Why I Love It: The original Blade Runner has always been one of my favorite films, so it’s safe to say I was a little skeptical when I found out there was gonna be a sequel, but 2049 completely blew my expectations out-of-the-way. It really helped seeing the movie on the biggest screen possible and just digesting every scene and every shot that was thrown at me. This is easily one of the best looking films I’ve ever seen in my life, but I was even more surprised with how personal it felt. There were obviously a ton of incredible, epic wide shots, but also very personal scenes between two characters that felt like they were from an indie. I’ve seen this twice, and can’t say yet if I like this more than the original, but the fact that I’m even thinking about that makes me very happy.
1. Lady Bird
Why It’s Great: Greta Gerwig’s impressive directorial debut is a picture perfect coming-of-age story, not about a first love (which is always the focus in coming of ages stories), but about a complicated relationship between a mother and daughter. And Gerwig doesn’t stop there. In the short run-time, she still manages to explore class, insecurity, self identify, and target some of life’s biggest questions: Who am I in this world…Where do I fit in? The writing is phenomenal, the performances are way better than they had to be (this film has 4 Academy Award nominees), and it felt so authentic and real. Almost like the camera was capturing real moments in time with real people. It’s one hell of a directorial debut, and one can only imagine what else Gerwig has in store.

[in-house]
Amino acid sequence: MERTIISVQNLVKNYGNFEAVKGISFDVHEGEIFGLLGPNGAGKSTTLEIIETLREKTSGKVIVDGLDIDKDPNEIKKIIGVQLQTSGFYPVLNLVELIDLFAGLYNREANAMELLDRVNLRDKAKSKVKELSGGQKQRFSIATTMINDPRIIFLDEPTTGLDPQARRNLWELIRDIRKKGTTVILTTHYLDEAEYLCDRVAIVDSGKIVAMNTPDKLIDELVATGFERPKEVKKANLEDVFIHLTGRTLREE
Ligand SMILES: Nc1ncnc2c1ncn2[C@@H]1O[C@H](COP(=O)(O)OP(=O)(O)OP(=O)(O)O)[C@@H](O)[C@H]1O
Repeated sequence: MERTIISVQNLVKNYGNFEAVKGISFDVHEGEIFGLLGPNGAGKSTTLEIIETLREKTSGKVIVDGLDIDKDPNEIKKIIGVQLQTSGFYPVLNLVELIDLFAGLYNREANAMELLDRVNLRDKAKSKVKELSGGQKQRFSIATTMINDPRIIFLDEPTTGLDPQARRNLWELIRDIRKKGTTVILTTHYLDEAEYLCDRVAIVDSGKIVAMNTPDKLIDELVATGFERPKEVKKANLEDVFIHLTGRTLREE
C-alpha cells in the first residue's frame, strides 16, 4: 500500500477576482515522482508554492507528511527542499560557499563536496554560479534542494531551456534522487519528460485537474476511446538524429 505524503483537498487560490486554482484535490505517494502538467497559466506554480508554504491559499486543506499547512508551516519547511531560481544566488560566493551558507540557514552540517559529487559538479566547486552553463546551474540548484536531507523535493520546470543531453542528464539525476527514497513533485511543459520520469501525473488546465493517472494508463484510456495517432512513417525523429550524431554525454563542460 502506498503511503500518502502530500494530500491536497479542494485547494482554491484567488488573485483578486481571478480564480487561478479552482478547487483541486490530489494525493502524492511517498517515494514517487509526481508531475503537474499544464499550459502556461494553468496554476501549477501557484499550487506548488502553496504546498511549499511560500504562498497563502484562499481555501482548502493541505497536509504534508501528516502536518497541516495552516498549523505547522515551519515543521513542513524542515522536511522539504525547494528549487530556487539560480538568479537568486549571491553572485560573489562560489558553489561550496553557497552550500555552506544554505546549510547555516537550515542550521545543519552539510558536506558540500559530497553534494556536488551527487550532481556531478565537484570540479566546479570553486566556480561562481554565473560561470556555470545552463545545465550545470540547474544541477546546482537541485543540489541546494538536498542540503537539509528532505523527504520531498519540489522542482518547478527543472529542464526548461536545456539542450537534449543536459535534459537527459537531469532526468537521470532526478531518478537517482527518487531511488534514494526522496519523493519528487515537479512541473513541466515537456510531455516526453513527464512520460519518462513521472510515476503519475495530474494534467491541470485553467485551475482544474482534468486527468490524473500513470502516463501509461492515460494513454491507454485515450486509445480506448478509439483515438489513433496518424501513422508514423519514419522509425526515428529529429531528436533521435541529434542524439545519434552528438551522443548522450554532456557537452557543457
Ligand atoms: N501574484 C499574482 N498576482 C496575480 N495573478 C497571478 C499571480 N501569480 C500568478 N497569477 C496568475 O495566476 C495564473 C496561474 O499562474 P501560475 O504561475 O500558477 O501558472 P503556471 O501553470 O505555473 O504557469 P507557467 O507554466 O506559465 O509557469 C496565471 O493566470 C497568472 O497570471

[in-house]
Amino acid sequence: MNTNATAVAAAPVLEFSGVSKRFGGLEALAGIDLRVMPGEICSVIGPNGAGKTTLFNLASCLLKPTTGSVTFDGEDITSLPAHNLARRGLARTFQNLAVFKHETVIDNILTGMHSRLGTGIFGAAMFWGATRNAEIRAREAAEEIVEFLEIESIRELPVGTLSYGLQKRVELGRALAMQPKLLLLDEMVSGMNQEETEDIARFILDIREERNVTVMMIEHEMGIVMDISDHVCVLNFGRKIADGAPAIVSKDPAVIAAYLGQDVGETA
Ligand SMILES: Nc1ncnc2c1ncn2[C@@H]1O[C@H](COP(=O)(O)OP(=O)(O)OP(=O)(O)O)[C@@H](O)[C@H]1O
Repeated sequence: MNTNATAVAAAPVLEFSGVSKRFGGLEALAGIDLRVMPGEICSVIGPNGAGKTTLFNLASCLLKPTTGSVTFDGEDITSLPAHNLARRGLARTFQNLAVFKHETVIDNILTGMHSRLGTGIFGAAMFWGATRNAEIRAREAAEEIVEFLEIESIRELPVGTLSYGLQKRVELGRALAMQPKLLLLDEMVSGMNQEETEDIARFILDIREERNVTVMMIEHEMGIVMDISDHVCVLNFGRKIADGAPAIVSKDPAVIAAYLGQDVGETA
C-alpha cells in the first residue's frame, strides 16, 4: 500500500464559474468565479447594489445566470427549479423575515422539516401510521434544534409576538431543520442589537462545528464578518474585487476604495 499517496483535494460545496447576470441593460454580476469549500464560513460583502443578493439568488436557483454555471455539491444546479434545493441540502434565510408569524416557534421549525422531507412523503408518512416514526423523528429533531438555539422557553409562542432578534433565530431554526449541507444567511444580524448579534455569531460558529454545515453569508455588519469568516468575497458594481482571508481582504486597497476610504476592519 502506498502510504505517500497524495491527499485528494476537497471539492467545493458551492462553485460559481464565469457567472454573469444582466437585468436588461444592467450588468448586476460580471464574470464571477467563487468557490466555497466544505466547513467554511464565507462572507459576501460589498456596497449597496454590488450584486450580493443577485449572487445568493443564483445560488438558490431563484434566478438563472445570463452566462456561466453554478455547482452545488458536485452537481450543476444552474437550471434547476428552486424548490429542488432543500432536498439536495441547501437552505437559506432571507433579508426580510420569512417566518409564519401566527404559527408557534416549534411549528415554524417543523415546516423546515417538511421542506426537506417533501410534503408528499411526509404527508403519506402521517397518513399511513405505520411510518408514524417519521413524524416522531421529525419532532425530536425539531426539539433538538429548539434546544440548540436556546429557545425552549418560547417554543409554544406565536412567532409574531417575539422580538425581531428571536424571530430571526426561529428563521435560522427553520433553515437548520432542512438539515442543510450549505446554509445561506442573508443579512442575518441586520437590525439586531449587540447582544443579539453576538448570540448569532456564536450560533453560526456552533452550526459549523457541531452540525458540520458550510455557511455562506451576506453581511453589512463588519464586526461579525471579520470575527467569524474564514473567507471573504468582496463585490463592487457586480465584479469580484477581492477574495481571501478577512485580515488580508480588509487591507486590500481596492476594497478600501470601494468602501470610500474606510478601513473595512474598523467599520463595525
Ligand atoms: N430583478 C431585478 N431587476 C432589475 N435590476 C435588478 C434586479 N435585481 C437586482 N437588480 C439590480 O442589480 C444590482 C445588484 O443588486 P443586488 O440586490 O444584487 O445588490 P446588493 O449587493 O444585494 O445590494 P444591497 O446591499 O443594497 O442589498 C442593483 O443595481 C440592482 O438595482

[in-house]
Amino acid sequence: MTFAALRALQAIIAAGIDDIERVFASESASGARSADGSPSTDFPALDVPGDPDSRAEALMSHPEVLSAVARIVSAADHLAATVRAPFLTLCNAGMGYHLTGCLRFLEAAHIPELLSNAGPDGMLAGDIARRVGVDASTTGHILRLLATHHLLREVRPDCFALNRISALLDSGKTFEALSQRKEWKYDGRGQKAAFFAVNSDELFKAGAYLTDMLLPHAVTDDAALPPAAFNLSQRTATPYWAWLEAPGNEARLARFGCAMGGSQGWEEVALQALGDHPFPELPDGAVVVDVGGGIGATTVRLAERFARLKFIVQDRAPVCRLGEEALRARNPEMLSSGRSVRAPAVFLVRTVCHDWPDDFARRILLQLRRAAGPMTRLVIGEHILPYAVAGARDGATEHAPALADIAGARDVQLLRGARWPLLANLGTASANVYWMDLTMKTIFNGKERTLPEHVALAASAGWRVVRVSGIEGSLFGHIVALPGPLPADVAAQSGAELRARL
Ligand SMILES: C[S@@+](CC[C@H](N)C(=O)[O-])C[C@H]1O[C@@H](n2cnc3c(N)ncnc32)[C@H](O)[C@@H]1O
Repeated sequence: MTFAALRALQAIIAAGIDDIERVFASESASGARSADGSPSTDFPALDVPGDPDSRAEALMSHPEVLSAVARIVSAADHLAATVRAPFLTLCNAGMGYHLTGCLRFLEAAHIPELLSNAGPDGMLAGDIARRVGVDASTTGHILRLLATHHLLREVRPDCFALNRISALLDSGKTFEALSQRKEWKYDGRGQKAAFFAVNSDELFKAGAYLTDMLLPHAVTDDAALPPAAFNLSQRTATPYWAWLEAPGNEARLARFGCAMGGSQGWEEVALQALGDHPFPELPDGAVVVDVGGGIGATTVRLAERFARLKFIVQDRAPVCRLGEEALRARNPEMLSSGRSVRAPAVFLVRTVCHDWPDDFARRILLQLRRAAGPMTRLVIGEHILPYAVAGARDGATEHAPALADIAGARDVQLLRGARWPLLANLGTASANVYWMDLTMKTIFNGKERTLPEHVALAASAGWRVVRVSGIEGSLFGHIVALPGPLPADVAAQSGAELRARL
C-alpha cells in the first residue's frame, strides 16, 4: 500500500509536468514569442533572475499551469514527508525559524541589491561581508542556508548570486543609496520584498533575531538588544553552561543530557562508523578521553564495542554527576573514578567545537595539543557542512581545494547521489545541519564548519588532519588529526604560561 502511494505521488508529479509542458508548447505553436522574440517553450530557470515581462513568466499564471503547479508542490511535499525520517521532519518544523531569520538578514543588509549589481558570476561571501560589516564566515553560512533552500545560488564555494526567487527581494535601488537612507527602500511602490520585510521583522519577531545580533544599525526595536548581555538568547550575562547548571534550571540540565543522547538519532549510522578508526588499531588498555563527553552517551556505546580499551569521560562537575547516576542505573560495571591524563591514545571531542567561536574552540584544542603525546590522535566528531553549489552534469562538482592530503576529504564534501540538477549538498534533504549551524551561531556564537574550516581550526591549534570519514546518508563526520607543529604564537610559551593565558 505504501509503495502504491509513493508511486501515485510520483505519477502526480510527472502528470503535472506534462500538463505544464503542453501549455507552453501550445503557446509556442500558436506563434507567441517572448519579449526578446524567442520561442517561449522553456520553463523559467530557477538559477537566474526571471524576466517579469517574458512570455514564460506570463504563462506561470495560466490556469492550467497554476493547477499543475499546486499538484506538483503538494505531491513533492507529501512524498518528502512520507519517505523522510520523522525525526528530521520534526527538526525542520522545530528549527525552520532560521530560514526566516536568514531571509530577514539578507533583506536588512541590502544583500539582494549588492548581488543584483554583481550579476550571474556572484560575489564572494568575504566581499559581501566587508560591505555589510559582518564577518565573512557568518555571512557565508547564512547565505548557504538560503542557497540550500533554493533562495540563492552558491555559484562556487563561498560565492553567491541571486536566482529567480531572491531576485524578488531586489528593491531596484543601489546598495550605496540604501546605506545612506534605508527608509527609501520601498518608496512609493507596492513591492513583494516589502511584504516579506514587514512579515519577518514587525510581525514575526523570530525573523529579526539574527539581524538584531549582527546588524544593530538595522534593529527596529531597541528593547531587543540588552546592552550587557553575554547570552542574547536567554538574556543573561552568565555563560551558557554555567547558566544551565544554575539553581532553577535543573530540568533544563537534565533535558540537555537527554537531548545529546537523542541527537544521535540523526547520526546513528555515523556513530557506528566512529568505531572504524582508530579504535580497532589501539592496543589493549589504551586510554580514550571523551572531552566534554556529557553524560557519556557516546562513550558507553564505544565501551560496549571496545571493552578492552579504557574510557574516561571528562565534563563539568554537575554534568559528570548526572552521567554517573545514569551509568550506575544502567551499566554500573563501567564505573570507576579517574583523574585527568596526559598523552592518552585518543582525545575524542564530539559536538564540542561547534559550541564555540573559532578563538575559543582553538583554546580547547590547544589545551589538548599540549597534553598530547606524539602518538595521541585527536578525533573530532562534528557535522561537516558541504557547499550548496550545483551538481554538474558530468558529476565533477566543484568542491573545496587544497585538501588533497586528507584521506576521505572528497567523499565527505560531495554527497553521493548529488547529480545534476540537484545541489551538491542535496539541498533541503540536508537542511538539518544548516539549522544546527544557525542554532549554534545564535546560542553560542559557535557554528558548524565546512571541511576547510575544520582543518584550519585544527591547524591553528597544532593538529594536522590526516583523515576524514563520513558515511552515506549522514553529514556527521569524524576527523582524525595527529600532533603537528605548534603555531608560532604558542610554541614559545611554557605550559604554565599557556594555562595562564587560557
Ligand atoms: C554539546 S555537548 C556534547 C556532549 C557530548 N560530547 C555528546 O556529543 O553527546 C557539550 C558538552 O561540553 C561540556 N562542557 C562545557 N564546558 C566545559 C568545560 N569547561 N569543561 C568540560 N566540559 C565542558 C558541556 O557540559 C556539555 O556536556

Why I Love It: There was only one film in my eyes that felt perfect and I wouldn’t change a thing. That doesn’t happen too often. With most movies there is always one scene that feels too short, or drags on too long, or could have just been cut out completely. I did not feel this way with Lady Bird. It moves very quickly, and some scenes are short, but I never for once thought “Oh, they should have kept on going!” The film had me entranced from the first frame to the last frame and left me feeling so many different emotions. There are hilarious scenes, and even real tear jerkers, but the movie does not come off as too silly or too melodramatic. It just simply feels real. The fact that I can relate so much to a movie about a 17-year-old teenager girl with pink hair who lives in Sacramento is pretty incredible, and I know so many other people of all different ages, gender, and race feel the exact same way.